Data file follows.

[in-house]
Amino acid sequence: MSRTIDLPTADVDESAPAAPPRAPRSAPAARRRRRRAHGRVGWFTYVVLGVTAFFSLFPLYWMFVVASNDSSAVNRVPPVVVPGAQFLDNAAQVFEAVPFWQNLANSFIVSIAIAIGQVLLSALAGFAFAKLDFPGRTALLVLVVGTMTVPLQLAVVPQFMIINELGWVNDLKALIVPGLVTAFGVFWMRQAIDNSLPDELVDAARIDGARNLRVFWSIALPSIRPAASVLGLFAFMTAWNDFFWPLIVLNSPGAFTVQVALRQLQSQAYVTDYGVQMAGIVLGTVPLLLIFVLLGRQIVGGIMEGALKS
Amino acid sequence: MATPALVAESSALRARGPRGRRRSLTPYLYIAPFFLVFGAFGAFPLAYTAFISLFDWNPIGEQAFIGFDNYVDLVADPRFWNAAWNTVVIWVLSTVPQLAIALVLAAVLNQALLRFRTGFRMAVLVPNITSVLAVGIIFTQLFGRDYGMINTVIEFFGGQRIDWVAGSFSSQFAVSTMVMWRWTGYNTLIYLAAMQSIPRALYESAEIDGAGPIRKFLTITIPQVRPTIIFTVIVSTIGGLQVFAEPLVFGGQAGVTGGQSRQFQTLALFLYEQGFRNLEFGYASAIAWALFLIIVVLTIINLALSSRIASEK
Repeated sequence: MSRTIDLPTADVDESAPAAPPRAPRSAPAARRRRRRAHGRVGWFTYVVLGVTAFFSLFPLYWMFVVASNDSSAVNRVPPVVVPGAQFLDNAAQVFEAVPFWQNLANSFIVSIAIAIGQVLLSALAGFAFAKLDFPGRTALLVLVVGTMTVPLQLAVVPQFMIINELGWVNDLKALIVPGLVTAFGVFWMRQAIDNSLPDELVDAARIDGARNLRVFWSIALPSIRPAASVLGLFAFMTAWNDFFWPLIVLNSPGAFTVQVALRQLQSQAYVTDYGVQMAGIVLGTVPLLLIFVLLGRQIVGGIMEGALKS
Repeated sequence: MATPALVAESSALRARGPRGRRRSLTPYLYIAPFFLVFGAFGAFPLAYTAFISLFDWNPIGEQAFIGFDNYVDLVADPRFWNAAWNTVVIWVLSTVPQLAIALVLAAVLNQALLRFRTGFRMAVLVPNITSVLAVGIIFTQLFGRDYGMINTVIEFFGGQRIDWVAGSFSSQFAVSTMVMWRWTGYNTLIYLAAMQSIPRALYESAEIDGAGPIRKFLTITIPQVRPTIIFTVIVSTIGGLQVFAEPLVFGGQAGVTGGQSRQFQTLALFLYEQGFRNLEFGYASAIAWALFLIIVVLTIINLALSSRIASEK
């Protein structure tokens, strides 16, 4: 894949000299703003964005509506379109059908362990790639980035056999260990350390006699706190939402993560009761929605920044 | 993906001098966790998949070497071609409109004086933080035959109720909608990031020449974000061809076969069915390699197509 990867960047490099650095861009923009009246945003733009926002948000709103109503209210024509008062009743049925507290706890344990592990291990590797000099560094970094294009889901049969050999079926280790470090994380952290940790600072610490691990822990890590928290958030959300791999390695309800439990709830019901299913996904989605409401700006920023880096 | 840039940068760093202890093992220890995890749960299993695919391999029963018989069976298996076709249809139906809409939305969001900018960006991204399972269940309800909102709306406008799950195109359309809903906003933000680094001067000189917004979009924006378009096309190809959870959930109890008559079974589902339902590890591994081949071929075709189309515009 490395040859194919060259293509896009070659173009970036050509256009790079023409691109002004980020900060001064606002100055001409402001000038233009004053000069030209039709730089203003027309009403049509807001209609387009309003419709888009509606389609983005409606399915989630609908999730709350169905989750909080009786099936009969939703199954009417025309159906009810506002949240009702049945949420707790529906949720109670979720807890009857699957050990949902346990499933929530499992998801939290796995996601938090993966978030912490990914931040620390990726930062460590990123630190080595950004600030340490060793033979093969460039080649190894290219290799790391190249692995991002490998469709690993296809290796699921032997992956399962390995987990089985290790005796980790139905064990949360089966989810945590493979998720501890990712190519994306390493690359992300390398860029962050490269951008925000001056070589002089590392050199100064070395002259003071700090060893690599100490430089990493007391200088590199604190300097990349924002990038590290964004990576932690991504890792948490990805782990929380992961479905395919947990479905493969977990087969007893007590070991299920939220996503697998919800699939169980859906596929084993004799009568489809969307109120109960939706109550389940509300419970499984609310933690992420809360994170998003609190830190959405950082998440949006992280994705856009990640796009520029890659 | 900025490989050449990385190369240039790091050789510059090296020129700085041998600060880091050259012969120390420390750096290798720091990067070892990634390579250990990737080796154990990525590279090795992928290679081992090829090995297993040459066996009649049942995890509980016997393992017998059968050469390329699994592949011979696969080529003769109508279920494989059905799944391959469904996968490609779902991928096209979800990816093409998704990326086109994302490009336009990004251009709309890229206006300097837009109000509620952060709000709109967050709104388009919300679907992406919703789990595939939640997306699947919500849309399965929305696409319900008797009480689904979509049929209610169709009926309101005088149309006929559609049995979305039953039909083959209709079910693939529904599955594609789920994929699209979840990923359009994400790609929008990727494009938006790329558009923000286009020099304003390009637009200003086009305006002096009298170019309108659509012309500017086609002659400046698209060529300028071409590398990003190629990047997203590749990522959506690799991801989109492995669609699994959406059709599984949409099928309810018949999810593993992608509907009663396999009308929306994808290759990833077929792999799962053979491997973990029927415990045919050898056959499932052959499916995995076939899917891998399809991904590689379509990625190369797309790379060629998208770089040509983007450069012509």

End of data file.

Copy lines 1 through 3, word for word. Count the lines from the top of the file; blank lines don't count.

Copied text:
[in-house]
Amino acid sequence: MSRTIDLPTADVDESAPAAPPRAPRSAPAARRRRRRAHGRVGWFTYVVLGVTAFFSLFPLYWMFVVASNDSSAVNRVPPVVVPGAQFLDNAAQVFEAVPFWQNLANSFIVSIAIAIGQVLLSALAGFAFAKLDFPGRTALLVLVVGTMTVPLQLAVVPQFMIINELGWVNDLKALIVPGLVTAFGVFWMRQAIDNSLPDELVDAARIDGARNLRVFWSIALPSIRPAASVLGLFAFMTAWNDFFWPLIVLNSPGAFTVQVALRQLQSQAYVTDYGVQMAGIVLGTVPLLLIFVLLGRQIVGGIMEGALKS
Amino acid sequence: MATPALVAESSALRARGPRGRRRSLTPYLYIAPFFLVFGAFGAFPLAYTAFISLFDWNPIGEQAFIGFDNYVDLVADPRFWNAAWNTVVIWVLSTVPQLAIALVLAAVLNQALLRFRTGFRMAVLVPNITSVLAVGIIFTQLFGRDYGMINTVIEFFGGQRIDWVAGSFSSQFAVSTMVMWRWTGYNTLIYLAAMQSIPRALYESAEIDGAGPIRKFLTITIPQVRPTIIFTVIVSTIGGLQVFAEPLVFGGQAGVTGGQSRQFQTLALFLYEQGFRNLEFGYASAIAWALFLIIVVLTIINLALSSRIASEK